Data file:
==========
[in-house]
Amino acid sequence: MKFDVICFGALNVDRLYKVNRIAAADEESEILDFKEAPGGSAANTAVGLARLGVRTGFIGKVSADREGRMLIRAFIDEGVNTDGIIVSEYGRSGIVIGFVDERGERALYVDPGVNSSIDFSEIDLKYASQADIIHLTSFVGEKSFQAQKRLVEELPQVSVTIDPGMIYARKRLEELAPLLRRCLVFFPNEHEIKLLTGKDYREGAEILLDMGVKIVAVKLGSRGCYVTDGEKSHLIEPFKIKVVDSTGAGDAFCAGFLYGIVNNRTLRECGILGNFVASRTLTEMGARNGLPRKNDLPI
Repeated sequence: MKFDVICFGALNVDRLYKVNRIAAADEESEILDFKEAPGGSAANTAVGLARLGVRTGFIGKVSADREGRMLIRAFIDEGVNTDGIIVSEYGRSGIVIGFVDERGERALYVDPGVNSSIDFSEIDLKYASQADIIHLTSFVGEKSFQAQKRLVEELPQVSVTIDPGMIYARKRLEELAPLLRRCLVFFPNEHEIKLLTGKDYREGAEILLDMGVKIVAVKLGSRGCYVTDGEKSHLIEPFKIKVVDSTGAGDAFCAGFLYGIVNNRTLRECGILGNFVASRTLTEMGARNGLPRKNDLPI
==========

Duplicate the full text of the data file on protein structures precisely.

[in-house]
Amino acid sequence: MKFDVICFGALNVDRLYKVNRIAAADEESEILDFKEAPGGSAANTAVGLARLGVRTGFIGKVSADREGRMLIRAFIDEGVNTDGIIVSEYGRSGIVIGFVDERGERALYVDPGVNSSIDFSEIDLKYASQADIIHLTSFVGEKSFQAQKRLVEELPQVSVTIDPGMIYARKRLEELAPLLRRCLVFFPNEHEIKLLTGKDYREGAEILLDMGVKIVAVKLGSRGCYVTDGEKSHLIEPFKIKVVDSTGAGDAFCAGFLYGIVNNRTLRECGILGNFVASRTLTEMGARNGLPRKNDLPI
Repeated sequence: MKFDVICFGALNVDRLYKVNRIAAADEESEILDFKEAPGGSAANTAVGLARLGVRTGFIGKVSADREGRMLIRAFIDEGVNTDGIIVSEYGRSGIVIGFVDERGERALYVDPGVNSSIDFSEIDLKYASQADIIHLTSFVGEKSFQAQKRLVEELPQVSVTIDPGMIYARKRLEELAPLLRRCLVFFPNEHEIKLLTGKDYREGAEILLDMGVKIVAVKLGSRGCYVTDGEKSHLIEPFKIKVVDSTGAGDAFCAGFLYGIVNNRTLRECGILGNFVASRTLTEMGARNGLPRKNDLPI